Why do this problem?
challenges the exploration skills of the pupils. They will need to try ideas, and after testing them, will probably need to make adjustments before being satisfied. During these processes there will be opportunities for plenty of mathematical discussion and perhaps for new exploration ideas to develop.
You could introduce the challenge using a large version of the frame and cut-out shapes, or you could make an interactive whiteboard version from the template. Invite children to make predictions about the number of each shape they will be able to fit in the frame, encouraging them to
articulate their reasoning.
Print and cut out sets of the shapes and the frame on thick paper/card, enough for each pair or small group of children. Encourage them to test out their ideas, trying to find the largest number of each shape that will fit in the frame. Allow the children to approach the task in whatever way they see fit. Some might draw around one shape, some might want to have multiple copies of each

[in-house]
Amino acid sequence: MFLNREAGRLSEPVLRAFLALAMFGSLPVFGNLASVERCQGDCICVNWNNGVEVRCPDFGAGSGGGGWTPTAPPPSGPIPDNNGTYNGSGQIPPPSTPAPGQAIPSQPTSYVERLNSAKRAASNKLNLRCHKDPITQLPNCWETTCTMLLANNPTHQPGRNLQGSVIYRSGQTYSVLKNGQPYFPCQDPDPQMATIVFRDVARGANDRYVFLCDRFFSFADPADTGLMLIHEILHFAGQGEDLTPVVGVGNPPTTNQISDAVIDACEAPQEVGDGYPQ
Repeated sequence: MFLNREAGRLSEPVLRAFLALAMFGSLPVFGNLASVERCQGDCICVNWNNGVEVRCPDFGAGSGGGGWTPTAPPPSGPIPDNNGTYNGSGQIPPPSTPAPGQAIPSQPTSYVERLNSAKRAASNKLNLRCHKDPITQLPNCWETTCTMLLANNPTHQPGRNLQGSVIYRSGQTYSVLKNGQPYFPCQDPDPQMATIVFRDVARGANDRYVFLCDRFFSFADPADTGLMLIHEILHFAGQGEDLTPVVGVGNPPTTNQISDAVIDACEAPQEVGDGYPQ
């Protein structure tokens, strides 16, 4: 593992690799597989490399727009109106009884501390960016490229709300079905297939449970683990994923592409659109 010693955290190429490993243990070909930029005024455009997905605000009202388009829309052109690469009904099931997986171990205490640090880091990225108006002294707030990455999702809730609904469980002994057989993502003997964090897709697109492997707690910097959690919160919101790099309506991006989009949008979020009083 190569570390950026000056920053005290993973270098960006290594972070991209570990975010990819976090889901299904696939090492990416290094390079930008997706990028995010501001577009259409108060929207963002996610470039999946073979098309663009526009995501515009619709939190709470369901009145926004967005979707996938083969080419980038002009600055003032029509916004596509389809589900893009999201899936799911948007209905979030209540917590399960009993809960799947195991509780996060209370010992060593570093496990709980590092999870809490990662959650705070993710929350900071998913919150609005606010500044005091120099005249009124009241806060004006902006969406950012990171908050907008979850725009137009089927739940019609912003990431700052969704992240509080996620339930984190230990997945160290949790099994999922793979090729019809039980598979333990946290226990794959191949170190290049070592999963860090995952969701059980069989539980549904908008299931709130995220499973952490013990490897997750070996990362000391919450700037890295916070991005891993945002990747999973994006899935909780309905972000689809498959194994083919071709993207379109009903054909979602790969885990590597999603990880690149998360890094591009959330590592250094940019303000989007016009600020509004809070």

shape, some might do some measuring and calculating ...
You could invite two pairs or two groups to join together to compare findings. Encourage learners to explain to each other how they went about the task and invite them to challenge each other's findings, where appropriate.
Tell me about your ideas for getting an answer.
I see you've ... can you tell me about that?
Any ideas for what you could try now?
What about trying combinations of shapes? What would make a good pair to try?
For the highest-attaining
Some children might be keen to explore the area of the spaces left when using each shape.
Some learners will need something which is handled more easily so bigger plastic/foam shapes and an appropriately-sized frame would be fantastic.